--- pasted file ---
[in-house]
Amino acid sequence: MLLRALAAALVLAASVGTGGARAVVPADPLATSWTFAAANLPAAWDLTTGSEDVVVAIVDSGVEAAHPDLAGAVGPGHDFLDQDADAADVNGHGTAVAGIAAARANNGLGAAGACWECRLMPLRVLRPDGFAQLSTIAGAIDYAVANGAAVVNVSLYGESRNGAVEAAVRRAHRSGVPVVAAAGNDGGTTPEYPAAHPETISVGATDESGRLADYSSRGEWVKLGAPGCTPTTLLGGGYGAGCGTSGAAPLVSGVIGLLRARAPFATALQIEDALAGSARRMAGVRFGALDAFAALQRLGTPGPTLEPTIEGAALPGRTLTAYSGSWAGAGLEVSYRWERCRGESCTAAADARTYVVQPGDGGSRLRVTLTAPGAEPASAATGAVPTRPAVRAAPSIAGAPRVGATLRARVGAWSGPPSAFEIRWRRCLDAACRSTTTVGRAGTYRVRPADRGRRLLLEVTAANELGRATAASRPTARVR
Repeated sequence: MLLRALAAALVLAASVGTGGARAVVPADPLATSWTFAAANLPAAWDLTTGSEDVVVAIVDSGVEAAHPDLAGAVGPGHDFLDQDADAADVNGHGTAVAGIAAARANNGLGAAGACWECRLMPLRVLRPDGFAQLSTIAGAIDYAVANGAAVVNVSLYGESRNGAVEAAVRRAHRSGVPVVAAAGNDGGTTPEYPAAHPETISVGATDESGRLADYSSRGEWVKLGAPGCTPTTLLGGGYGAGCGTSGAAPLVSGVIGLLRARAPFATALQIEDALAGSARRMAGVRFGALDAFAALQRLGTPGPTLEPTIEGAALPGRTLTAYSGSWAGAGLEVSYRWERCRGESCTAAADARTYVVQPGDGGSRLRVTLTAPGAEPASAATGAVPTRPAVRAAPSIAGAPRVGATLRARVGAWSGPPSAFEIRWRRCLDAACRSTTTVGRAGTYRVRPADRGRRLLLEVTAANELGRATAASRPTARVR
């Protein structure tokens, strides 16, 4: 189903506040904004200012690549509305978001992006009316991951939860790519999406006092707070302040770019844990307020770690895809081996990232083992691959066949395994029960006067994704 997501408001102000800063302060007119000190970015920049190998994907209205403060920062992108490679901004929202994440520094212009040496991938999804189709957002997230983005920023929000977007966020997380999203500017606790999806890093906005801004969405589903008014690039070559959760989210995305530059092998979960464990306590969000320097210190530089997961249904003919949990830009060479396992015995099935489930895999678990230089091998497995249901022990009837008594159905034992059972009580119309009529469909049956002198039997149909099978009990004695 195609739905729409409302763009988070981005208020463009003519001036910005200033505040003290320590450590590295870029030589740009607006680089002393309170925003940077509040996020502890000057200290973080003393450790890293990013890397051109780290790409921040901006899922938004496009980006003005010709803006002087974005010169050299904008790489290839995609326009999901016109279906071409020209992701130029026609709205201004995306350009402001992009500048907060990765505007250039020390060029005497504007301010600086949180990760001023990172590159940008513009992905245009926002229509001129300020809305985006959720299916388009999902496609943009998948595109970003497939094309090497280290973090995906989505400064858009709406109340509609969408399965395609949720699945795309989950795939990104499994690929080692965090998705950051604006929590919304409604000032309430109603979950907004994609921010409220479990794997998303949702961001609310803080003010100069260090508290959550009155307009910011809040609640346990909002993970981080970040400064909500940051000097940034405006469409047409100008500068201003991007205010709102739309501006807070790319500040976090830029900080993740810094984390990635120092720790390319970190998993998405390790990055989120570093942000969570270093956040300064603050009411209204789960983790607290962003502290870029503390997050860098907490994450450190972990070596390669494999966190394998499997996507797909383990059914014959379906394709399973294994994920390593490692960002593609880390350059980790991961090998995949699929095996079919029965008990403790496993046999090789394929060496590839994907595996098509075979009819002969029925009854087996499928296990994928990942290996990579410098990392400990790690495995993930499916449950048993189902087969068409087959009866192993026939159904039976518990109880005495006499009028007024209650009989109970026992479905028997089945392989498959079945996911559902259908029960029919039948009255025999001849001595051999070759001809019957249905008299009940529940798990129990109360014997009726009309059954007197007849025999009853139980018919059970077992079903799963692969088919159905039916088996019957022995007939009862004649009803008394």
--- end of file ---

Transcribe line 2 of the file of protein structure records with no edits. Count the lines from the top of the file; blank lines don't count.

Amino acid sequence: MLLRALAAALVLAASVGTGGARAVVPADPLATSWTFAAANLPAAWDLTTGSEDVVVAIVDSGVEAAHPDLAGAVGPGHDFLDQDADAADVNGHGTAVAGIAAARANNGLGAAGACWECRLMPLRVLRPDGFAQLSTIAGAIDYAVANGAAVVNVSLYGESRNGAVEAAVRRAHRSGVPVVAAAGNDGGTTPEYPAAHPETISVGATDESGRLADYSSRGEWVKLGAPGCTPTTLLGGGYGAGCGTSGAAPLVSGVIGLLRARAPFATALQIEDALAGSARRMAGVRFGALDAFAALQRLGTPGPTLEPTIEGAALPGRTLTAYSGSWAGAGLEVSYRWERCRGESCTAAADARTYVVQPGDGGSRLRVTLTAPGAEPASAATGAVPTRPAVRAAPSIAGAPRVGATLRARVGAWSGPPSAFEIRWRRCLDAACRSTTTVGRAGTYRVRPADRGRRLLLEVTAANELGRATAASRPTARVR